Why quality war movies are not Bollywood and Lollywood’s forte
South Asia’s film industries have failed to produce a war film of international impact that would contribute to the myths indispensable to a culture’s self-image and provide a viable soft power platform. Films narrowly focused on jingoism and self-righteousness only preach to the choir. They quickly degenerate into self-indulgence.
The paucity of South Asian war films and their quality leaves much to be desired. Whining about Hollywood cultural assaults discounts the entertainment quality of its movies and the innumerable, politically anti-American, Hollywood war-movie fans worldwide.
The Naked and the Dead, The Great Escape, From Here to Eternity, Platoon, Full Metal Jacket, Saving Private Ryan, Heartbreak Ridge, The Thin Red Line, Pearl Harbor, Men of Honor, The Dirty Dozen, Rambo, Inglorious Basterds and, many other heroic Hollywood movies have had world-wide impact, confirmed by box-office figures. Simply put, the movies are very well made and jingoism is subtly woven into the fabric without overpowering its entertainment value. For example, Harvey Weinstein’s Seal Team Six was labeled “a political stunt” by Michael Cieply and Brian Stelter in The New York Times, October 23, 2012. Along with Zero Dark Thirty, both films are generally considered to have been “enablers” for Barrack Obama. Yet, they were financially successful and internationally popular.
South Asia, as one of the world’s oldest civilisations, has had more than its share of wars – from pre-Vedic to present times. Retrievable heroes of all hues, patiently wait to make a competent movie-maker’s dream come true. South Asia’s handful of war movies have failed to attract non-partisan audiences. Their vast natural resource of war history provides the raw material needed for quality movies but remains underexploited.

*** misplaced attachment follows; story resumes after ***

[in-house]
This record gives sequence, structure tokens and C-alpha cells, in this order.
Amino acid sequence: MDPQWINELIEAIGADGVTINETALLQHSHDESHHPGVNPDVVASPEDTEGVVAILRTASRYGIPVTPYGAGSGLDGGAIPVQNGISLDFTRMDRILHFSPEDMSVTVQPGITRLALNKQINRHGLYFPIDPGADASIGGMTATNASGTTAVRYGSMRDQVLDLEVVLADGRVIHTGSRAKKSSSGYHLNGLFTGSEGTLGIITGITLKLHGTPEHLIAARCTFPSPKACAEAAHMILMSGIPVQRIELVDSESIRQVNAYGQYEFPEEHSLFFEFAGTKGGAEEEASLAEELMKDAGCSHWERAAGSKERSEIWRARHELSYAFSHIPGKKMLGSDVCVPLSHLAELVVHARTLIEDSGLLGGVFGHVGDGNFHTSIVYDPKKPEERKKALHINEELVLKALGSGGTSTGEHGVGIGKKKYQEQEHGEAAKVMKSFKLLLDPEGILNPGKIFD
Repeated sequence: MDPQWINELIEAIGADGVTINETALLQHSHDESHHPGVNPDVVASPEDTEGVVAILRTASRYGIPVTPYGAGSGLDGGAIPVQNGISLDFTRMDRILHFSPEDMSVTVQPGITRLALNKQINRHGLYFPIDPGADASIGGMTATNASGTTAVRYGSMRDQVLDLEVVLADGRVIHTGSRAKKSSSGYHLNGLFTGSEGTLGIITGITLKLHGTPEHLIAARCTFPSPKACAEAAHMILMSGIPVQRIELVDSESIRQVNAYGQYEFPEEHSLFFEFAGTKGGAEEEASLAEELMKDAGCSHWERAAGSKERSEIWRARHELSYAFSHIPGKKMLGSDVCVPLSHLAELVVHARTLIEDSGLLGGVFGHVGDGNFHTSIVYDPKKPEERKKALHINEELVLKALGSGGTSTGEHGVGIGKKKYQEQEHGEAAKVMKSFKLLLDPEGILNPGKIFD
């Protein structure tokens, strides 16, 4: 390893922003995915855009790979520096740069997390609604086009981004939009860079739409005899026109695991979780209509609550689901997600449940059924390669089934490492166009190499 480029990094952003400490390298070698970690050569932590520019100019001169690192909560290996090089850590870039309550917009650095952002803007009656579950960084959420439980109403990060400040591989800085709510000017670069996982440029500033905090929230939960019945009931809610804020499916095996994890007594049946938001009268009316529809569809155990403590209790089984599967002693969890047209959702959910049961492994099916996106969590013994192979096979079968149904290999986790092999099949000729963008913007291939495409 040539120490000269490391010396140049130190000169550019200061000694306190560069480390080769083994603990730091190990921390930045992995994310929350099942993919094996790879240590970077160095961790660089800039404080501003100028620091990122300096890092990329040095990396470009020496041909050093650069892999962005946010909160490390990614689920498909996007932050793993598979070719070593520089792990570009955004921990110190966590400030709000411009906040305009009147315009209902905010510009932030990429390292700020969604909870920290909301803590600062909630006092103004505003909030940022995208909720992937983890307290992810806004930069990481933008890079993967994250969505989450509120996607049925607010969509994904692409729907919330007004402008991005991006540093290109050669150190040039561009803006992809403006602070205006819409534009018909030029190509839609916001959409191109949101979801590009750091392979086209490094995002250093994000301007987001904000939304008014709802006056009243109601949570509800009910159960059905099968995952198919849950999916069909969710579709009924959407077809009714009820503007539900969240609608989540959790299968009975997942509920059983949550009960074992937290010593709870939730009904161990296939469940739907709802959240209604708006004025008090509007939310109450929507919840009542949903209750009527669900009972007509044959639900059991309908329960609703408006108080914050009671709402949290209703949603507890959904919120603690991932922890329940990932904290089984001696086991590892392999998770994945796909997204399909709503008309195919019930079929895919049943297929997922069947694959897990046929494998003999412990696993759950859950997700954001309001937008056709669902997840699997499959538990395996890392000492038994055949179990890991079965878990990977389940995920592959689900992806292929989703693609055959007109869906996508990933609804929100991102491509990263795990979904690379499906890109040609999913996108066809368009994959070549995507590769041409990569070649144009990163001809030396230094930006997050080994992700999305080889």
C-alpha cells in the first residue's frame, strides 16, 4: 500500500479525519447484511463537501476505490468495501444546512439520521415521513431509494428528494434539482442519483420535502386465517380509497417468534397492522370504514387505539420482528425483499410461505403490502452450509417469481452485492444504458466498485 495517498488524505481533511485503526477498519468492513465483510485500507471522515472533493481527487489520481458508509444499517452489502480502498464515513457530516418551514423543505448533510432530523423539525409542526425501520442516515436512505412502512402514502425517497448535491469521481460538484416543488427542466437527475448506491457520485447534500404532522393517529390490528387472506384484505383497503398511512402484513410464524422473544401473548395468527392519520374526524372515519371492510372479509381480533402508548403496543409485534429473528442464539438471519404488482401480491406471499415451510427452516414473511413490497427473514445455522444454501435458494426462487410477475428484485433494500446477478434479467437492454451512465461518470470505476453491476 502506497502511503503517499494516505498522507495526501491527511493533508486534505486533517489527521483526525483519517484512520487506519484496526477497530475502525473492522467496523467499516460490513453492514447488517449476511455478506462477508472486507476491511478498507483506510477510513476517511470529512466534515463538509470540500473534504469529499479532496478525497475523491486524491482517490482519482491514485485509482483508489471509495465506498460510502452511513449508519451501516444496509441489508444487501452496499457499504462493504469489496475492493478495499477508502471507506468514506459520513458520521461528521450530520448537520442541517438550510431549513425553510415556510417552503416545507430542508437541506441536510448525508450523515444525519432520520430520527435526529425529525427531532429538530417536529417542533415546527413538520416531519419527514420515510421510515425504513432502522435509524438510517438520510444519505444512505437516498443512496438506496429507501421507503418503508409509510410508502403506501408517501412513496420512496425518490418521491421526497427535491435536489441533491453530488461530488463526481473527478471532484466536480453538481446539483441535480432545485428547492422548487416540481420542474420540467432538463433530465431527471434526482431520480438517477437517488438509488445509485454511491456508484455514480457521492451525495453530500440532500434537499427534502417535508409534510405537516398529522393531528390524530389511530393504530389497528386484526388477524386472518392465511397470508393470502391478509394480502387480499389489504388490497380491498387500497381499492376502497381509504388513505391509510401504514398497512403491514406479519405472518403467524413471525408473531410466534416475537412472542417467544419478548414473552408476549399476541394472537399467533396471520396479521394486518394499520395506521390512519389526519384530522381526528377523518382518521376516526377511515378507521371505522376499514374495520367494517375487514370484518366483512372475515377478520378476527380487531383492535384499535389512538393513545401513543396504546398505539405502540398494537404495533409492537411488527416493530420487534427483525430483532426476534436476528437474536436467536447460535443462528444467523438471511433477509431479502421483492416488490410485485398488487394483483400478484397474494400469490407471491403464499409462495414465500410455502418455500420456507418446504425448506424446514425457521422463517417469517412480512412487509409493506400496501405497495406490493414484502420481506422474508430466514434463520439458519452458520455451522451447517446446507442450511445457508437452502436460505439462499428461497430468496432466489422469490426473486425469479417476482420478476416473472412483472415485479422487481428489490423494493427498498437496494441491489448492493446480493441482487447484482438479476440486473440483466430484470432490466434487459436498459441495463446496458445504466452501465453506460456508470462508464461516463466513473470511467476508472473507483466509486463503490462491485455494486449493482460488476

The handful of war movies suffer from four major weaknesses.
Firstly, the choices of roles and actors in the movies is inappropriate. Hollywood’s war heroes usually represent the rank and file of an army – hard-bitten sergeants and warrant officers with hearts of gold. The message is light-handedly embedded in the action, carried by the quality of the entertainment and, as such, is effective.
The heroes of Pakistani war movies look like middle-class boys on a biryani overdose. In Bollywood’s LOC, Om Puri’s acting is great, but as the only prominent JCO (Junior Commissioned Officer) in the movie, he comes across as a thick, yes-sir subordinate – a cheap shot.
Secondly, despite the availability of perhaps a few hundred thousand ex-soldiers – all potential advisors and ‘stunt-artists’ –technical errors and sloganeering contaminate the art of filmmaking. In an acclaimed Pakistani war movie, commandos give naara-e-takbeer (slogan of God) battle cries before infiltrating. In another one, just before sky-diving, the commander leads battle cries with the aircraft door open. When in reality, once the aircraft door is open it is so noisy that even the jumpmaster has to use hand signals!